Meet Mark Cullen

Canada's best known gardening personality, Mark Cullen believes that Canadians of all ages need to play more - preferably in the dirt. A best-selling author with over 400,000 books in print, Mark reaches over one million Canadians every week through various media outlets. He is Home Hardware's horticultural spokesperson and regularly contributes to various magazines, gardening shows and newsletters. With a familiar style that people can relate to, he delivers a message that is compelling, fun, informative and inspirational - all based on his organic approach to gardening. In his spare time Mark enjoys driving his Ford Model A - and of course he loves to garden.

A Fundraiser for the Windsor Hockey Heritage Society

~December 28, 2012

Let’s save the Hockey Heritage Museum in Windsor Nova Scotia!

I love to garden, but when I get the winter off, I love hockey just as much as gardening.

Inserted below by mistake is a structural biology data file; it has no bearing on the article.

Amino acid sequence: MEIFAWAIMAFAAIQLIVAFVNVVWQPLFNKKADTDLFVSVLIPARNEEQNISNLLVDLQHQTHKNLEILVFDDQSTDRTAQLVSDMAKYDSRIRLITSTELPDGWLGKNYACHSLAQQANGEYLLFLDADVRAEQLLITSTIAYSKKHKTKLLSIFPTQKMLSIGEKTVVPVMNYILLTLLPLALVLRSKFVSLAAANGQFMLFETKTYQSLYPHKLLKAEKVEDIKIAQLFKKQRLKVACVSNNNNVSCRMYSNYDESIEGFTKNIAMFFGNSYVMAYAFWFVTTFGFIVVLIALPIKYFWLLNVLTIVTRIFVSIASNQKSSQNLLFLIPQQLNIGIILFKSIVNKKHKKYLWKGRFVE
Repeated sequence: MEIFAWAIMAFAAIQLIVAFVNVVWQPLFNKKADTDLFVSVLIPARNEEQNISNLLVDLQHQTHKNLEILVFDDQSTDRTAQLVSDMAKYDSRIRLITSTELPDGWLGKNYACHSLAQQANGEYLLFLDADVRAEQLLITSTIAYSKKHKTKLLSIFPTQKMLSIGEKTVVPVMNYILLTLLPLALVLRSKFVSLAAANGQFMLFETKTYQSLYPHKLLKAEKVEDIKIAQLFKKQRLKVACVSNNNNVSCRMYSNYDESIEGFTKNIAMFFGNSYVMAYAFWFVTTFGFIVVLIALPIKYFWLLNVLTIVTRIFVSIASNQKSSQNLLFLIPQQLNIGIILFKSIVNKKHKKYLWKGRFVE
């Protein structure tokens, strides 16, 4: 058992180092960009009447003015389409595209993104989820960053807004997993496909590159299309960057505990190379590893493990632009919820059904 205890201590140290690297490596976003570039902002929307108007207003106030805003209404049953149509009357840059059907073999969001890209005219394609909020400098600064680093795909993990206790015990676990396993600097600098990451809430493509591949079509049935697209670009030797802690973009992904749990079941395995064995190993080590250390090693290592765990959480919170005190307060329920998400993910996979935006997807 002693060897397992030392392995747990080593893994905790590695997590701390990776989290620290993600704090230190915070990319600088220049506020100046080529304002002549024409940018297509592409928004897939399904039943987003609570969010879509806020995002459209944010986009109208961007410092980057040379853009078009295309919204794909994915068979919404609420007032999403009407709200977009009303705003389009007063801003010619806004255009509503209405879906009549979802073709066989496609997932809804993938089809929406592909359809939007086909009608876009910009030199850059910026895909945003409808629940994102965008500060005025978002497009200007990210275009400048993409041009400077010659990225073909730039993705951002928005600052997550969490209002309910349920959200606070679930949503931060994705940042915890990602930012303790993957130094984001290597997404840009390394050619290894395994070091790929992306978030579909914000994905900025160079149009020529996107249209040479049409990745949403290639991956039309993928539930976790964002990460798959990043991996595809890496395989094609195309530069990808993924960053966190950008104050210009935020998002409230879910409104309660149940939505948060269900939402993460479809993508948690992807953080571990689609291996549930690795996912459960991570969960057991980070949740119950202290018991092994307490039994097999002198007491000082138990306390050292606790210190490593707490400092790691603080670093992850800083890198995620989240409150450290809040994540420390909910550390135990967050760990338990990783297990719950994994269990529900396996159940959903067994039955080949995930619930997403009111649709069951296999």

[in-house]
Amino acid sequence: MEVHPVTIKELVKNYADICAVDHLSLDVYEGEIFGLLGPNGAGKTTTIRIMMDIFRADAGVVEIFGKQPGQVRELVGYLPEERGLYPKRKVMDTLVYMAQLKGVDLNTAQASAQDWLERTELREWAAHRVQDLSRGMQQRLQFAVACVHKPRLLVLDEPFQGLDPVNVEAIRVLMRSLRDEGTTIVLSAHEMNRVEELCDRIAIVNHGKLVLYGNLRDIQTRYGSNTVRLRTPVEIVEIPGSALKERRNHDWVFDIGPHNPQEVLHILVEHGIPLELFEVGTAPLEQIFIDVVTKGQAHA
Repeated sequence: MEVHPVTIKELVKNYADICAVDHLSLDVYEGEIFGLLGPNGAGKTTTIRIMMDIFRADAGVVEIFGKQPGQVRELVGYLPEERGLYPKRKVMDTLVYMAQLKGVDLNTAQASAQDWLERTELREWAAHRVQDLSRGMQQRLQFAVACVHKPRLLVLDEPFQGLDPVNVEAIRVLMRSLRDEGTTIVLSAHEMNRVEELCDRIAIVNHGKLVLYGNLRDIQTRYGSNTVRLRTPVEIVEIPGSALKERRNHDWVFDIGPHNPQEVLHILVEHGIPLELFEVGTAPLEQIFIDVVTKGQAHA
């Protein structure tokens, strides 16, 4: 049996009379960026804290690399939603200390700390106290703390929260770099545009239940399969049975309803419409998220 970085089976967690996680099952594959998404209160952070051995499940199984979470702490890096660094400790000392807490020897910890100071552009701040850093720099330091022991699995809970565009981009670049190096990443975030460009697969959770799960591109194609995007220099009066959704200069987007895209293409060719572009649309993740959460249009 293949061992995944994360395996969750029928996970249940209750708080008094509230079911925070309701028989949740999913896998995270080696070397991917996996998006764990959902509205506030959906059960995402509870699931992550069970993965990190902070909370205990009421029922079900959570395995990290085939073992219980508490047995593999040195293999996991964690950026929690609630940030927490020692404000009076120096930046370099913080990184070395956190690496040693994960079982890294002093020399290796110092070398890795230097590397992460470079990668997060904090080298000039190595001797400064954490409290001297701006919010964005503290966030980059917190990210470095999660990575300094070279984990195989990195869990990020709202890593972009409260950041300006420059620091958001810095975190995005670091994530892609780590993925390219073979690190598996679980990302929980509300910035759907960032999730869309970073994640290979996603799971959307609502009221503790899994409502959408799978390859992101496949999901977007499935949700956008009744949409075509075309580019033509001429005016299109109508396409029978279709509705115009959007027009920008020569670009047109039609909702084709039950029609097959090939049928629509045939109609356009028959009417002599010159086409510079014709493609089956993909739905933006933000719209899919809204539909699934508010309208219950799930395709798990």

The Windsor Hockey Heritage Society in partnership with the Town of Windsor, King’s Edgehill School, Windsor Home Hardware and Howard Dill Enterprises (Long Pond) are working together to create an exciting fundraiser for the Windsor Hockey Heritage Society.

The event will be called the Birthplace of Hockey, Long Pond Heritage Classic. The event will be the ultimate hockey experience for the true hockey fan. The day will include a private viewing of the hockey museum, the chance to follow the historic footsteps of those youngsters at Edgehill School in 1800, by playing in a game on Long Pond, an after game meal, and an evening of hockey with like minded individuals. The players will keep their own unique jerseys, custom made hockey stick, as well as receive a tax receipt for $250. Organizers are expecting 72 players at $500 each. I recommend that you sign up soon. I have 8 guys planning to fly out there from the Toronto area. It will be a hoot for anyone that loves hockey!!

This event will take place on February 11, 2012.

For more information; watch the video ( and visit